But with formal contract extensions unviable, L.A. was always going to have to play out the season and hope those players remained committed into July.

There might be a hitch in that plan.

Kevin Ding of Bleacher Report:

That Griffin would also stay and reap the biggest payday he can seems likely, too—in theory. But more and more people around the league believe he would be open to a fresh start—perhaps with the Lakers or the Boston Celtics, who have coveted Griffin for years and would offer a new chance to win.

Does Ding have credible information to suggest Griffin could join the Lakers or Celtics, or is that just speculation on the writer’s part about potential fits? It’s unclear. This is already fairly loosely sourced.

But we should gather more information quickly once free agency begins. Griffin reportedly planned to re-sign quickly. If he shows the faintest hint of exploring the market, that could open the floodgates.

Griffin had been frequently linked to his home-state Thunder, but Oklahoma City would interfere with his burgeoning Hollywood connections.* The same issue would exist with Boston, though obviously not the Lakers. That said, the Celtics are WAY better than the Lakers – and maybe soon the Clippers and Thunder, considering those Nets picks headed to Boston.

*Oklahoma City also since nuked its cap space with contract extensions for Steven Adams and Victor Oladipo, though trades could always clear room if Griffin wants to come home.

The Clippers are in a bad place right now. One one hand, that forebodes another disappointing end to the season. On the other hand, there’s still time to overcome and send Griffin into free agency on a more positive note.

These are dangerous times for the Clippers, who wouldn’t have cap space to adequately replace Griffin, Paul or Redick if one leaves. So, if one bolts, the others seems more likely to follow. Interpersonal relationships matter, but the Clippers’ primary selling points were always going to be money and winning (with Hollywood proximity a bonus). Winning gets harder if talent walks.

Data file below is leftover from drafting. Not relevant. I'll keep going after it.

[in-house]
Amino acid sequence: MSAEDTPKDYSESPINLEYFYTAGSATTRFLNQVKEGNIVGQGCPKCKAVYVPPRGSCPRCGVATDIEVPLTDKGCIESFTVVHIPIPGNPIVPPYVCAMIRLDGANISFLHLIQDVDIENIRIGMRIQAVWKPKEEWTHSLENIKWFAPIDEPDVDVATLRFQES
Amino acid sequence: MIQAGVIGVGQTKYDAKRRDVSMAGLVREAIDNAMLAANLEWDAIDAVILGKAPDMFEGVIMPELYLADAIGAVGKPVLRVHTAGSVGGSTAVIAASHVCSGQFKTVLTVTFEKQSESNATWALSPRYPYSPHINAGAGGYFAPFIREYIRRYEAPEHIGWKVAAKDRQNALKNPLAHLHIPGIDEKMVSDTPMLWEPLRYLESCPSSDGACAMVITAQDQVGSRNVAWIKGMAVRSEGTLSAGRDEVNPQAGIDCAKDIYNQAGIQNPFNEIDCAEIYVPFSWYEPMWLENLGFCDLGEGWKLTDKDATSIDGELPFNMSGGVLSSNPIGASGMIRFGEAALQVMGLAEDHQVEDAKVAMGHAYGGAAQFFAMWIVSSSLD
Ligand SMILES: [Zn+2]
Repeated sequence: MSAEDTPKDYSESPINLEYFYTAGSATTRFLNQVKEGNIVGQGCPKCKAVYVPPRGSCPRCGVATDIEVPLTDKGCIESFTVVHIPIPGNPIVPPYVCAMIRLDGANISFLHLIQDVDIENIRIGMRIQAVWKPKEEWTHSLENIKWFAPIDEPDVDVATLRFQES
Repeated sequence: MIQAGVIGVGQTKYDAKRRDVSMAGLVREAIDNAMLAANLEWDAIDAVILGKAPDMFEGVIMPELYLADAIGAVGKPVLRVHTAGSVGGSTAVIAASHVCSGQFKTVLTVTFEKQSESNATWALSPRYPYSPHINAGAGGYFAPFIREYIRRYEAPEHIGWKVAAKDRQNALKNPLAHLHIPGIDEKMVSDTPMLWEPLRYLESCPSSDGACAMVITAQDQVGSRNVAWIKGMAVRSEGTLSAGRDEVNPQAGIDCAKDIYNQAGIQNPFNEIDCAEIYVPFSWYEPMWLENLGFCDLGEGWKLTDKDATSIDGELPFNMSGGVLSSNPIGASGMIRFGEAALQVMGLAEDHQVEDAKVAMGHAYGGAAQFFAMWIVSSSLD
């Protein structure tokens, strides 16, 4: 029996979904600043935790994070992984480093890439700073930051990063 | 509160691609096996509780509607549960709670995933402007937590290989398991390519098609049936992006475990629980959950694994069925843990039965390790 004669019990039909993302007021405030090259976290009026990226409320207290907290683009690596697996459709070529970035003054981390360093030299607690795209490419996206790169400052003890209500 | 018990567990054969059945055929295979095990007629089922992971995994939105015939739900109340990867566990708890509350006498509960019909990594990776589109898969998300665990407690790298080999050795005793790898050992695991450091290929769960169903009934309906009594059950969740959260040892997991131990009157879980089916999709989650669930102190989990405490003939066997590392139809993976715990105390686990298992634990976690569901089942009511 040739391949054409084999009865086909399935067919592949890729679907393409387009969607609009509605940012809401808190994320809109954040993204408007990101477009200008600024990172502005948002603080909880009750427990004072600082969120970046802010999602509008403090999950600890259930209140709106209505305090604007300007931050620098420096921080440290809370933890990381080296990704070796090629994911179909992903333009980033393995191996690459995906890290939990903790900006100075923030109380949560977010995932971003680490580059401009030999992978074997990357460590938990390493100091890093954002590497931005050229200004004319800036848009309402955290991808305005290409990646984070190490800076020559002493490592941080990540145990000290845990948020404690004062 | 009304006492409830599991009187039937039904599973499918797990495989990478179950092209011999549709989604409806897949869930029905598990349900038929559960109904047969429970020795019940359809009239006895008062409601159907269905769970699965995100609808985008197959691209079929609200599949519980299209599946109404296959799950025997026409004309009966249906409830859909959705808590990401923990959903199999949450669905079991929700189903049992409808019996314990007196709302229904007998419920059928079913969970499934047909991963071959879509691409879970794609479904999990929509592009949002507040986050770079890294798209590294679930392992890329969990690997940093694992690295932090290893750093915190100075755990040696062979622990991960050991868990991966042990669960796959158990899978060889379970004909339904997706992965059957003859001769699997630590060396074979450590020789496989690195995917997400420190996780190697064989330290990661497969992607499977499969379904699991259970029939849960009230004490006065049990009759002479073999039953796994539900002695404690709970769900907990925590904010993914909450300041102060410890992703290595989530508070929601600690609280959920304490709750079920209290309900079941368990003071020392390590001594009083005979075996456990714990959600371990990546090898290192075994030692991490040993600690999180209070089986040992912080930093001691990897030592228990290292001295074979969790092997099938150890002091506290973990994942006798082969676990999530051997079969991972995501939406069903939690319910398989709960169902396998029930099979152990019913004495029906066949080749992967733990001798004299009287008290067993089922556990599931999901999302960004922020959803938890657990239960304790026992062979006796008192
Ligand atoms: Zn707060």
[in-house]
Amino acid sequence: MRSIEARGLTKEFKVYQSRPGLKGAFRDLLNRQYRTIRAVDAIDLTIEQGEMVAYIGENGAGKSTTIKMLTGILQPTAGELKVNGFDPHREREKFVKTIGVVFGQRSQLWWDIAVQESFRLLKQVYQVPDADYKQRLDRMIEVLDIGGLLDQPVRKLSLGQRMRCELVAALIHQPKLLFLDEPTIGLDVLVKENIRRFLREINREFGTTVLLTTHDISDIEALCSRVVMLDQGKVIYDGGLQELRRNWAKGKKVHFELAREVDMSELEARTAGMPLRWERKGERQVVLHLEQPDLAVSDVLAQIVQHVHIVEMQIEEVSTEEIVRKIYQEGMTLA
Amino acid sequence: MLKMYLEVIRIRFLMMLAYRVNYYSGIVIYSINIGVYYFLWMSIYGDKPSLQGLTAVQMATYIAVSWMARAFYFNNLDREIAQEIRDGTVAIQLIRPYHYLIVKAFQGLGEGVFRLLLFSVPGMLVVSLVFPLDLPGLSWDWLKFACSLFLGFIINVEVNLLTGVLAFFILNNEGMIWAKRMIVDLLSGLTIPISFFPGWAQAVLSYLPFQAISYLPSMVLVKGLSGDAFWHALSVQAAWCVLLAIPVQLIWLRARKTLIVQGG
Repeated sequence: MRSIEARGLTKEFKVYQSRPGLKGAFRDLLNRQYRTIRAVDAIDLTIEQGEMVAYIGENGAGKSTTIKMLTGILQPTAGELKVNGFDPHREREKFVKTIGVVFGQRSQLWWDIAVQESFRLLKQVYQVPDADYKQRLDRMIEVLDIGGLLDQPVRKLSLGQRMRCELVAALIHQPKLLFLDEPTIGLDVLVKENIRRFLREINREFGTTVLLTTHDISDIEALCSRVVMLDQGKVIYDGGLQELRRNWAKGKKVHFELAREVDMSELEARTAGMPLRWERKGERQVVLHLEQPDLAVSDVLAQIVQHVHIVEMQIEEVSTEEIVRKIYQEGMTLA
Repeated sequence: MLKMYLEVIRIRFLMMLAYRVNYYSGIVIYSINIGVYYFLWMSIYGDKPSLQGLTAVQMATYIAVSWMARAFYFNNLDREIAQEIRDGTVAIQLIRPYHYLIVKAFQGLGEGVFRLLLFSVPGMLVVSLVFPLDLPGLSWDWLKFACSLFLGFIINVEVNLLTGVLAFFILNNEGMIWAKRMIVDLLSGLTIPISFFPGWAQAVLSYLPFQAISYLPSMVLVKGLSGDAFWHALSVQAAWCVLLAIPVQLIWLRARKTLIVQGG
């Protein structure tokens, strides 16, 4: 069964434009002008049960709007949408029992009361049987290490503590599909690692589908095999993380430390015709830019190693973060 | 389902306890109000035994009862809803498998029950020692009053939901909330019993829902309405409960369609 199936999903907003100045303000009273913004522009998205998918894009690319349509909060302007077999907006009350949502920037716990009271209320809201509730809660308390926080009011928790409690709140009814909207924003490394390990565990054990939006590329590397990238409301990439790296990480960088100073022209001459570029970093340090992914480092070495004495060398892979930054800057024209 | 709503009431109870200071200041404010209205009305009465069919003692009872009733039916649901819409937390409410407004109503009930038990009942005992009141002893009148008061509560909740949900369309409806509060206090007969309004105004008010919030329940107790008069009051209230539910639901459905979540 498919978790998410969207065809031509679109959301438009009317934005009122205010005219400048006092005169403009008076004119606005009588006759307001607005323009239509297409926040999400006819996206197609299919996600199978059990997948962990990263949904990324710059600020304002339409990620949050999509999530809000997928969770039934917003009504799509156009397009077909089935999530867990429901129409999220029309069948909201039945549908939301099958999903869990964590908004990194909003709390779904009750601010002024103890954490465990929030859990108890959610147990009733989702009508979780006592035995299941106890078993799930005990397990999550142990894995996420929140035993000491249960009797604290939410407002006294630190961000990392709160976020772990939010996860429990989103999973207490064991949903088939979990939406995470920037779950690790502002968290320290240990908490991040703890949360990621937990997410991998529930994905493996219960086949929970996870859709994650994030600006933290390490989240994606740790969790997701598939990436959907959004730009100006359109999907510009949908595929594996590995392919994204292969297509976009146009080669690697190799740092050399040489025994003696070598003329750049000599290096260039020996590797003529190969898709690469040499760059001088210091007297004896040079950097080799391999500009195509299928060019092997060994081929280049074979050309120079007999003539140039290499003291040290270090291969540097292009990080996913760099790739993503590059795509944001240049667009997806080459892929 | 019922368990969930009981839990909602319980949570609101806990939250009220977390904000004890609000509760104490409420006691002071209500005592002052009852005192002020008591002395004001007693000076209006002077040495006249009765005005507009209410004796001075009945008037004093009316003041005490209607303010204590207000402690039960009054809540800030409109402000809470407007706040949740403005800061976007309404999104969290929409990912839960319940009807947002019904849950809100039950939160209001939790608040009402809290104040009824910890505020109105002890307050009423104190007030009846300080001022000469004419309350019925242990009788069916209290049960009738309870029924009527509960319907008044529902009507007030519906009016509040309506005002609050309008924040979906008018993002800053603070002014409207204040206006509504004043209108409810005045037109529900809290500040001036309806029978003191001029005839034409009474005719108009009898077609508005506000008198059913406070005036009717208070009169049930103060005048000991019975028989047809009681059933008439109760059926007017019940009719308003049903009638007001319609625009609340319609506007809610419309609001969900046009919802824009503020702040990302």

They can still offer the most money, and they’re not leaving L.A. But the Clippers better win more to help avoid what could be a tenser-than-expected summer.

Suns use youngest starting lineup in NBA history

AP Photo/Frank Franklin II
1 Comment

The Suns have shut down their veterans or been shut down by their veterans with two goals in mind – developing young talent and tanking.

Incidentally, Phoenix also made history.

Against the Nets last night, the Suns started:

ESPN:

Elias on ESPN:

The previous youngest was the Clippers’ starting five consisting of guards Eric Bledsoe and Eric Gordon, forwards Al-Farouq Aminu and Blake Griffin, and center DeAndre Jordan, who averaged 21 years and 143 days old in a matchup with the Nets on November 15, 2010.

The young Suns gained quality experience – and helped their team to an important loss, 126-98 to Brooklyn.

Phoenix is still 1.5 games “behind” the Lakers for the No. 2 seed in the lottery, but the Suns are within striking distance in case the Lakers screw up and win too much down the stretch.